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Questions tagged [negation]

"Negation" is the process that turns an affirmative statement into its opposite denial.

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32 votes
7 answers
4k views

How is double negation interpreted in English?

In my native language, double negations "cancel out". I have been trying to learn English using movies and such things, but double negation confuses me. I see instances when double negation cancels ...
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7 votes
5 answers
1k views

Question sentences involving negation

(1) Does he not know? (2) Doesn't he know? I don't usually see and hear questions formed in the first style. I was even surprised to know that it is grammatically correct. And actually it is the most ...
mosceo's user avatar
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14 votes
6 answers
32k views

How to answer a negative question in English?

Q: "Don't you know?" If I really don't know, how should I respond to this question? Yes or No? There's a similar question on EL&U, but the answer isn't clear how it works: A confusion about ...
sarvesh kumar's user avatar
8 votes
2 answers
2k views

"to not" vs "not to"

Which is more appropriate in the following sentence? "I asked him to not judge her according to (or: based on) her beauty" vs "I asked him not to judge her according to (or:based on) her beauty"...
Virtuous Legend's user avatar
46 votes
10 answers
863k views

What is the difference between "me neither" and "me either"?

I want to know the difference between "me neither" and "me either", are both correct?
anderson seibert's user avatar
0 votes
2 answers
236 views

How to overcome sequences of negative words which still cripple my comprehension?

Despite my attempts and *surplus of questions (since joining ELL), sequences of negative words still annihilate, lame, squash my reading comprehension. So how can I decisively vanquish this paralysis/...
user avatar
11 votes
4 answers
14k views

"No, I didn't see him" vs "Yes, I didn't see him"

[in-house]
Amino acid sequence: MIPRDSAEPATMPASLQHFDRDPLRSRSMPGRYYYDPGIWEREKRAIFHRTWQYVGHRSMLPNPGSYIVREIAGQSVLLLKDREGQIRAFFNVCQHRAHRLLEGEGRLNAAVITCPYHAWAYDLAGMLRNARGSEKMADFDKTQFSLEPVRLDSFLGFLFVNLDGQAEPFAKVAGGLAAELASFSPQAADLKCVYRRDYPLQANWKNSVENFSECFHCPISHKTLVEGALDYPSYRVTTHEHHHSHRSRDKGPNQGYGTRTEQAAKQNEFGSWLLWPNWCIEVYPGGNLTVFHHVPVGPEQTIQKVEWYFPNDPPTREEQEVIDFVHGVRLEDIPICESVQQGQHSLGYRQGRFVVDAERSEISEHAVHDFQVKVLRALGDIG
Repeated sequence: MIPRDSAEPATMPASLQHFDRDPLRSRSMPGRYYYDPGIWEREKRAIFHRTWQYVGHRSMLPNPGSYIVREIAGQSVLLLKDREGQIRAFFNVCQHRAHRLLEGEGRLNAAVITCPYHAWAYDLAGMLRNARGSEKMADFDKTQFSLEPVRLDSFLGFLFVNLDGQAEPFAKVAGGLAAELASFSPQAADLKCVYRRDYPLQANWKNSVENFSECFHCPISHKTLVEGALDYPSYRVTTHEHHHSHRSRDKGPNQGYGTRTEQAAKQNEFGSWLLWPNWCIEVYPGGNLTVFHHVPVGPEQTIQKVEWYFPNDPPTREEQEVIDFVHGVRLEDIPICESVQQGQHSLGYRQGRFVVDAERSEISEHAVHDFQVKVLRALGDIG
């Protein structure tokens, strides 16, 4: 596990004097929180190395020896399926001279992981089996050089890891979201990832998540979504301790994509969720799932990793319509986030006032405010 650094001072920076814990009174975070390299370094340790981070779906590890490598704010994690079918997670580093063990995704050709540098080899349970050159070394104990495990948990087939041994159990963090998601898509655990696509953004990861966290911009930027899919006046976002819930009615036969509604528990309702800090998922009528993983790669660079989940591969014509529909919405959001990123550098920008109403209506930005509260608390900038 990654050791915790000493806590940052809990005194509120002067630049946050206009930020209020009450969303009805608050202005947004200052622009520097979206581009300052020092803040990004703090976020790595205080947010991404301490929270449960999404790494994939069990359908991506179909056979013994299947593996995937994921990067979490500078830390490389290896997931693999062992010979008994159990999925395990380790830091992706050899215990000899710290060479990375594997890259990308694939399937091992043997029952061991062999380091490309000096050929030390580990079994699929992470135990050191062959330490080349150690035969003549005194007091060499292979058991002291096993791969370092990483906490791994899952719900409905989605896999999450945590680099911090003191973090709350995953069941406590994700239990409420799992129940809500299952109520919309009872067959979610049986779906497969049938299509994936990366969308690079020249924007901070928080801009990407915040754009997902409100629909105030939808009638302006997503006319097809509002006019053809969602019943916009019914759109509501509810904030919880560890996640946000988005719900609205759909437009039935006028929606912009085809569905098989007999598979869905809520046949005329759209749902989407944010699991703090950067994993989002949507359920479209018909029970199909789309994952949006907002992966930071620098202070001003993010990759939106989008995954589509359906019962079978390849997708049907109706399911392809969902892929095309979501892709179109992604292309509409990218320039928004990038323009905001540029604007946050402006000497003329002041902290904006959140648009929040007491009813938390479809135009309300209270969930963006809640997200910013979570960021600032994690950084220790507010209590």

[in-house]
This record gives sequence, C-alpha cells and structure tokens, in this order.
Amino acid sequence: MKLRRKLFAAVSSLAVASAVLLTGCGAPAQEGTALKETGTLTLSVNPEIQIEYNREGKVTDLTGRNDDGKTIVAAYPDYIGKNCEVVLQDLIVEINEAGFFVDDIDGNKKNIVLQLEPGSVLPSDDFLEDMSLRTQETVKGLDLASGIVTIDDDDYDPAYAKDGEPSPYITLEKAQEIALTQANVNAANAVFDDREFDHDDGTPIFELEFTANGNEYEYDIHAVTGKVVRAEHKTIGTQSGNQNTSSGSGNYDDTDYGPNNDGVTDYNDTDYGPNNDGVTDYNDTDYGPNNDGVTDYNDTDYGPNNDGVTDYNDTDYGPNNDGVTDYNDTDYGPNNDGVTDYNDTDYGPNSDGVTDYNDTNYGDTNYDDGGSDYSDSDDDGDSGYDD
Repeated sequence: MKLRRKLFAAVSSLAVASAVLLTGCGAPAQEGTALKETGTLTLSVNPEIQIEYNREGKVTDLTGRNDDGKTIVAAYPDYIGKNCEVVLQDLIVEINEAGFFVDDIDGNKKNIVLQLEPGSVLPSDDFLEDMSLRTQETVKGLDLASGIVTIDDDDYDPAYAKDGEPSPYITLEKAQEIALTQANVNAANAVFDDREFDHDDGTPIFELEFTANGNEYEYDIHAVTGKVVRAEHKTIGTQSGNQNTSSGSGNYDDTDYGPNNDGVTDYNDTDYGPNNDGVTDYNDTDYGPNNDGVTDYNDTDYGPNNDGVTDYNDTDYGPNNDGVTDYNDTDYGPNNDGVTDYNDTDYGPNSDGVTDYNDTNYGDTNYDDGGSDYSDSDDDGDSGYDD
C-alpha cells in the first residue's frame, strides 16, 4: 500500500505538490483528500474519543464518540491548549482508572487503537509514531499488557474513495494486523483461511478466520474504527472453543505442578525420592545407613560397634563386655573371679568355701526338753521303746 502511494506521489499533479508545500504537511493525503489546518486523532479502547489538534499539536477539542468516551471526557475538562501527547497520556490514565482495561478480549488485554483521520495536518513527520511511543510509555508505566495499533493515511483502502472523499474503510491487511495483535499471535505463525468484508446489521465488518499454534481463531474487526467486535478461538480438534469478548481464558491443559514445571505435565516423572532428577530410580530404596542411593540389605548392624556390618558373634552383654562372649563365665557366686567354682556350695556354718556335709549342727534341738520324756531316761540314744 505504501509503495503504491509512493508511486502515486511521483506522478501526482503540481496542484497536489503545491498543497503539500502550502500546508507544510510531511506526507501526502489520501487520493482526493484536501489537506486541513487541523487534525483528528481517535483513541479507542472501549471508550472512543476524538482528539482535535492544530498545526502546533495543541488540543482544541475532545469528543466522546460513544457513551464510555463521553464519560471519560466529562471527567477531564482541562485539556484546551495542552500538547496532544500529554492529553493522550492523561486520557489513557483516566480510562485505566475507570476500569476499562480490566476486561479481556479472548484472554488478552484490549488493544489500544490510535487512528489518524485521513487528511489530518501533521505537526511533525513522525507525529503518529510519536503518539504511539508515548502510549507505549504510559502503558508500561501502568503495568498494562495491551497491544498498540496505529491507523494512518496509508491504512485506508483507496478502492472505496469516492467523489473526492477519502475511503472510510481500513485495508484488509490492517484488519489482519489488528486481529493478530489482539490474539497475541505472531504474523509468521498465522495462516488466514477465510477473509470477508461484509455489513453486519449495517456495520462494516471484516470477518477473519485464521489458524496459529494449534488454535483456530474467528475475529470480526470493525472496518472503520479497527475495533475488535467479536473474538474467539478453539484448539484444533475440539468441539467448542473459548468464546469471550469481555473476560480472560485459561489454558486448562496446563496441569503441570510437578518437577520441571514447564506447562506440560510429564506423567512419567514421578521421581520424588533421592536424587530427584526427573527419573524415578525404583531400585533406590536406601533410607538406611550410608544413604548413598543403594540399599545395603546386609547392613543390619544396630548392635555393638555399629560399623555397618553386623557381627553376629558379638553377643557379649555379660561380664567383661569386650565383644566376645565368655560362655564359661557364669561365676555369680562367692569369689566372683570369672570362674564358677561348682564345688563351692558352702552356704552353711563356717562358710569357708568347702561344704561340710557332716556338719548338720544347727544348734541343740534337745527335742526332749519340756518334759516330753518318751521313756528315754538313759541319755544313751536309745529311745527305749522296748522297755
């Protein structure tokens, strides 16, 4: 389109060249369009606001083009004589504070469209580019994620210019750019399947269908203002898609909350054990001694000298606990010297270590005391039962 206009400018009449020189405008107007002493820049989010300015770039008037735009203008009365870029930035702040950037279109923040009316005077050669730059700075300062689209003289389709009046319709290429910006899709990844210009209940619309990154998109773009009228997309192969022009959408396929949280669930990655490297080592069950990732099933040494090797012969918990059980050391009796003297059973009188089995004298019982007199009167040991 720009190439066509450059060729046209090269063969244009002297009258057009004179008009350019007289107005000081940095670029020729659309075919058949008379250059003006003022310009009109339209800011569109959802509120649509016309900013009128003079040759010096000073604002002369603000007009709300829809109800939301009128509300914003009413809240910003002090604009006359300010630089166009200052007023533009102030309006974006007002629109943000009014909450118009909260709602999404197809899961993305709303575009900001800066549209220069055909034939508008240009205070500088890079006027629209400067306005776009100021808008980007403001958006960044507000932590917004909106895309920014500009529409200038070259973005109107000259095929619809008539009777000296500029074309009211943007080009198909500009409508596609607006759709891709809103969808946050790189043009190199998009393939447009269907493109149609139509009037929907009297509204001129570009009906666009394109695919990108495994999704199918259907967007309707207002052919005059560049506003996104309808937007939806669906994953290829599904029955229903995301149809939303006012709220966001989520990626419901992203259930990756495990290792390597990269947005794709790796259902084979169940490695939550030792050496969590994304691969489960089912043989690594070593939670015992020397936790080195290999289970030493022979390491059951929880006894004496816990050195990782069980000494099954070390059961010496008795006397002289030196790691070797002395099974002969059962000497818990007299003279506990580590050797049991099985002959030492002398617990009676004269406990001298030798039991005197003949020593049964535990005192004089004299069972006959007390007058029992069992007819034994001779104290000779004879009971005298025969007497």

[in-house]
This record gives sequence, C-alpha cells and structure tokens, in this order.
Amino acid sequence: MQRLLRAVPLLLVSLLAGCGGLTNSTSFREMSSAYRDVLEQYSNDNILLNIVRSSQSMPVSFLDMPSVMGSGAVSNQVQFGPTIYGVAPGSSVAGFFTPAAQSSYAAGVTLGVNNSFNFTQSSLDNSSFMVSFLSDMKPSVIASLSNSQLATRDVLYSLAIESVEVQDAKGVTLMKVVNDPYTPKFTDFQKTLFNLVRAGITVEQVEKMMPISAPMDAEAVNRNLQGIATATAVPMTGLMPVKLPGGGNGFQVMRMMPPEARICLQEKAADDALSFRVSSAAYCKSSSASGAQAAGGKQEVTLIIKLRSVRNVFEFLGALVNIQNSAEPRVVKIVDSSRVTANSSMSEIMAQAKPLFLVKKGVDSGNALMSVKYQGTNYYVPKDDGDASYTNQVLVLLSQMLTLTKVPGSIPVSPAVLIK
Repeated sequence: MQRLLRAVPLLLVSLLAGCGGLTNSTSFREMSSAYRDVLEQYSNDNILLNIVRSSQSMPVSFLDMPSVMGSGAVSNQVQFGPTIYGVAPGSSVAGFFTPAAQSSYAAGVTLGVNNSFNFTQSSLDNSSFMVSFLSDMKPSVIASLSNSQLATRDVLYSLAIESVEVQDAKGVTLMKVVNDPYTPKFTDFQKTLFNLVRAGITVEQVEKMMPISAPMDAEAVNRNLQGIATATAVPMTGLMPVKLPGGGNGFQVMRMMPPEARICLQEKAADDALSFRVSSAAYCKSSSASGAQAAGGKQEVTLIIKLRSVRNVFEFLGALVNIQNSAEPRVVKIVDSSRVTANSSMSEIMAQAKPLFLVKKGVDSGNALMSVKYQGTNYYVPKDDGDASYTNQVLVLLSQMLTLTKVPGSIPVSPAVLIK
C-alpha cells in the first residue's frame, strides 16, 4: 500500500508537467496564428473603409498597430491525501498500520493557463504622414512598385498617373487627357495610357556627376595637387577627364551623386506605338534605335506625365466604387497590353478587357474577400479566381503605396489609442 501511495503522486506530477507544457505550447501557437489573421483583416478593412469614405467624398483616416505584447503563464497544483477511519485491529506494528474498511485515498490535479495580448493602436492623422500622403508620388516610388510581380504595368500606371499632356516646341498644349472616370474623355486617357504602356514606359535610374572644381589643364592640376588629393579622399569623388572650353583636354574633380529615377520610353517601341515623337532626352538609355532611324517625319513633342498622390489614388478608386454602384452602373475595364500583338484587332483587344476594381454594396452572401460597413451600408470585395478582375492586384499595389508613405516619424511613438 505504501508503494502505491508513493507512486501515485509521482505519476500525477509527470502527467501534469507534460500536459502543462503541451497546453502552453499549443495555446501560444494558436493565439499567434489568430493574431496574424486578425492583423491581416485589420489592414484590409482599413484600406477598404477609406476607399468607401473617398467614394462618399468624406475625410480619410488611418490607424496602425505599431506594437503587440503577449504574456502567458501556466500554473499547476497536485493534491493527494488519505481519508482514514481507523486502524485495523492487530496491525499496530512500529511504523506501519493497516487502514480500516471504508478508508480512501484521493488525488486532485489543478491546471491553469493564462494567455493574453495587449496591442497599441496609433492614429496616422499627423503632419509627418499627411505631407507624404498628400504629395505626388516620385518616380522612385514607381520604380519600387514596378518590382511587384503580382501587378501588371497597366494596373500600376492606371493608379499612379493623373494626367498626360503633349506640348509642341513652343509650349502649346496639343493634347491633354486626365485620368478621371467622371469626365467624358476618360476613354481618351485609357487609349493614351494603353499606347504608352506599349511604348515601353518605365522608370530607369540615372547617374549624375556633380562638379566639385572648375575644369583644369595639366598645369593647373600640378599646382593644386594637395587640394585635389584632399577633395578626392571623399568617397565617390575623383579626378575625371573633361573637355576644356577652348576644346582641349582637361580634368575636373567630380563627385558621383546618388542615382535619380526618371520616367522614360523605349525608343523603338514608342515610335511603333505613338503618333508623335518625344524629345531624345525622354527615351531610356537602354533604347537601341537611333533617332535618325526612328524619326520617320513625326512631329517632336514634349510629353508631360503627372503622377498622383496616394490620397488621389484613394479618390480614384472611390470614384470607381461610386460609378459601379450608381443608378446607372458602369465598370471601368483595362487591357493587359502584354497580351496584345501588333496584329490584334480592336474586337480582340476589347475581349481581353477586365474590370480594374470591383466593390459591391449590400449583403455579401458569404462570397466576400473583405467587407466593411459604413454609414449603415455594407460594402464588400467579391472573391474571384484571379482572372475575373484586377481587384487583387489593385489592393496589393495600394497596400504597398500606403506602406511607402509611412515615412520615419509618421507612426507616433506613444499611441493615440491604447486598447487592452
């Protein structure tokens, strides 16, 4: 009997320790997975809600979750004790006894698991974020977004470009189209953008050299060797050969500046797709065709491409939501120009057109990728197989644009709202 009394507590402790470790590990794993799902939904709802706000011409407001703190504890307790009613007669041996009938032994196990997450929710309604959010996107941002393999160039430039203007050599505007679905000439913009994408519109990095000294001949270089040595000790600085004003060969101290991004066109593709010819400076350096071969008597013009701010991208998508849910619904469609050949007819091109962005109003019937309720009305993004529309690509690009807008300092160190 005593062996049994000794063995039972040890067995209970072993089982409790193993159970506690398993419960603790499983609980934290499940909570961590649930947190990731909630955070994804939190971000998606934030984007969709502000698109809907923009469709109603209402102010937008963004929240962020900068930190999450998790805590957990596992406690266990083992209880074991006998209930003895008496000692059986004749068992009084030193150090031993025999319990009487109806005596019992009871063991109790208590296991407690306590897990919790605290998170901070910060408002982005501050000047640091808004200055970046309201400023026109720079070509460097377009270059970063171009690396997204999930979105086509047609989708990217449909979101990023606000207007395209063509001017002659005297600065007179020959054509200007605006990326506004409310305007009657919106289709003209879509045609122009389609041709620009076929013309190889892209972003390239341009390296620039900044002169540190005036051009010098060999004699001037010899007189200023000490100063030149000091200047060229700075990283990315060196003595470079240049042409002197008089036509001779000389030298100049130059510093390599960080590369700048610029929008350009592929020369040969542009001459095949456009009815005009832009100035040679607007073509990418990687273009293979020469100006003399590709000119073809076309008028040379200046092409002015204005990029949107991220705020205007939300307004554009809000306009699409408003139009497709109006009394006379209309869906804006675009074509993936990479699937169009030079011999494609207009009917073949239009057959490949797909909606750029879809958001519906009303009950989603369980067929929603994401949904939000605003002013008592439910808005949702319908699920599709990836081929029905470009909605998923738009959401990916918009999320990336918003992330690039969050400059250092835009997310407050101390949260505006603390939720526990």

Bob didn't come to office today. I was asked "Didn't you see Bob today?" Should I say "Yes, I didn't see him today" or "No, I didn't see him today"?
jorel's user avatar
  • 213
10 votes
3 answers
12k views

"I had not noticed." but "I did not know."

Did you hear that the engine produced some sounds? No, I had not noticed. And also other verbs: I did not know. I did not see. I had not heard. With some verbs it is common to use the perfect ...
mosceo's user avatar
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8 votes
6 answers
6k views

Difference between "not a", "no" and "not any"

I wonder what differences a native speaker could point out between these three sentences. 1) There is not an apple on the table. 2) There is no apple on the table. 3) There is not any apple on ...
user1425's user avatar
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4 votes
3 answers
549 views

How to parse 3 successive negations: '... does not ... without ... unless ... ' ?

I apologise for this long quote's intricacy, but I simply wish to practice parsing long sentences replete with negations. Below, the bolded 3 negatives (because unless is a negative conditional), ...
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3 votes
1 answer
180 views

When do multiple negatives cancel and when do they not?

Which of the following is not stated in the passage? (a) Money will not be a factor in making the decision Here, not only is there a negative in the question, but there is also one in answer (a)...
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97 votes
11 answers
356k views

What is the difference between “nope” and “no”?

What is the difference caused by using “nope” instead of ”no”? Is it used because “nope” sounds better and not straight like “no”? In some situations, it feels like nope is better to use than no even ...
Zterio's user avatar
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6 votes
2 answers
1k views

agreement with so and neither

We agree with positive statements using so-too: I have a red car. (Sara) So does Sara But with the negative statements we use neither-either: I don't have a brother. (Jhon) Neither does ...
kathrine's user avatar
  • 157
5 votes
3 answers
6k views

Tag question of negative form

Positive statements that contain adverbs never, rarely, hardly are treated as negative statements She can rarely come this week, can she? He never visits you again, does he? How about this ...
Student's user avatar
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5 votes
2 answers
3k views

Position of 'not' in a negative interrogative?

Source: Carlill v Carbolic Smoke Ball Company [1892], judgement of Lindley LJ But there is another view. Does not the person who acts upon this advertisement and accepts the offer ♦ put himself to ...
user avatar
4 votes
4 answers
4k views

Ain't and negatives

I am puzzled with the use of ain't. I know its meaning, and also know it is pretty informal. But I see it used in several ways, some I think of as conflicting. See the following examples I ain't ...